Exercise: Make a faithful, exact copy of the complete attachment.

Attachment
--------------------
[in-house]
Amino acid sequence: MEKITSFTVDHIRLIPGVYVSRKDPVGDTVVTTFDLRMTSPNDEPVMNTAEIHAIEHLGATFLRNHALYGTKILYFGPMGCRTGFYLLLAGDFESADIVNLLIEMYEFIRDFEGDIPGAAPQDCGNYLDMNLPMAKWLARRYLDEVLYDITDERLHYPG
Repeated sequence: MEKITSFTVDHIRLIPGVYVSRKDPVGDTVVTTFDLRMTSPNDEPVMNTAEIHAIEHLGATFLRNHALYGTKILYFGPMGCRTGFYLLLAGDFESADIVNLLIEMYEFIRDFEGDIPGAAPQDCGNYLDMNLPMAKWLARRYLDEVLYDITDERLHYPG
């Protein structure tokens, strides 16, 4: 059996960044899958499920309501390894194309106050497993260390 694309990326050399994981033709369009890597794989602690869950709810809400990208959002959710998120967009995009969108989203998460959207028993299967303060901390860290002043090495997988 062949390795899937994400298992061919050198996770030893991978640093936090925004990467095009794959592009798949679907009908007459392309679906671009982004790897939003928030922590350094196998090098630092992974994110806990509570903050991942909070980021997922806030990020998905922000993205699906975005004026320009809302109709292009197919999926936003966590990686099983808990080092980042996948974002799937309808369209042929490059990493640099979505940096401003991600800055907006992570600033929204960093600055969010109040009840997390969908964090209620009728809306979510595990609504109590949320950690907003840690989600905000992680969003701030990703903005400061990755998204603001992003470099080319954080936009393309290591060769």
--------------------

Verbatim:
[in-house]
Amino acid sequence: MEKITSFTVDHIRLIPGVYVSRKDPVGDTVVTTFDLRMTSPNDEPVMNTAEIHAIEHLGATFLRNHALYGTKILYFGPMGCRTGFYLLLAGDFESADIVNLLIEMYEFIRDFEGDIPGAAPQDCGNYLDMNLPMAKWLARRYLDEVLYDITDERLHYPG
Repeated sequence: MEKITSFTVDHIRLIPGVYVSRKDPVGDTVVTTFDLRMTSPNDEPVMNTAEIHAIEHLGATFLRNHALYGTKILYFGPMGCRTGFYLLLAGDFESADIVNLLIEMYEFIRDFEGDIPGAAPQDCGNYLDMNLPMAKWLARRYLDEVLYDITDERLHYPG
């Protein structure tokens, strides 16, 4: 059996960044899958499920309501390894194309106050497993260390 694309990326050399994981033709369009890597794989602690869950709810809400990208959002959710998120967009995009969108989203998460959207028993299967303060901390860290002043090495997988 062949390795899937994400298992061919050198996770030893991978640093936090925004990467095009794959592009798949679907009908007459392309679906671009982004790897939003928030922590350094196998090098630092992974994110806990509570903050991942909070980021997922806030990020998905922000993205699906975005004026320009809302109709292009197919999926936003966590990686099983808990080092980042996948974002799937309808369209042929490059990493640099979505940096401003991600800055907006992570600033929204960093600055969010109040009840997390969908964090209620009728809306979510595990609504109590949320950690907003840690989600905000992680969003701030990703903005400061990755998204603001992003470099080319954080936009393309290591060769």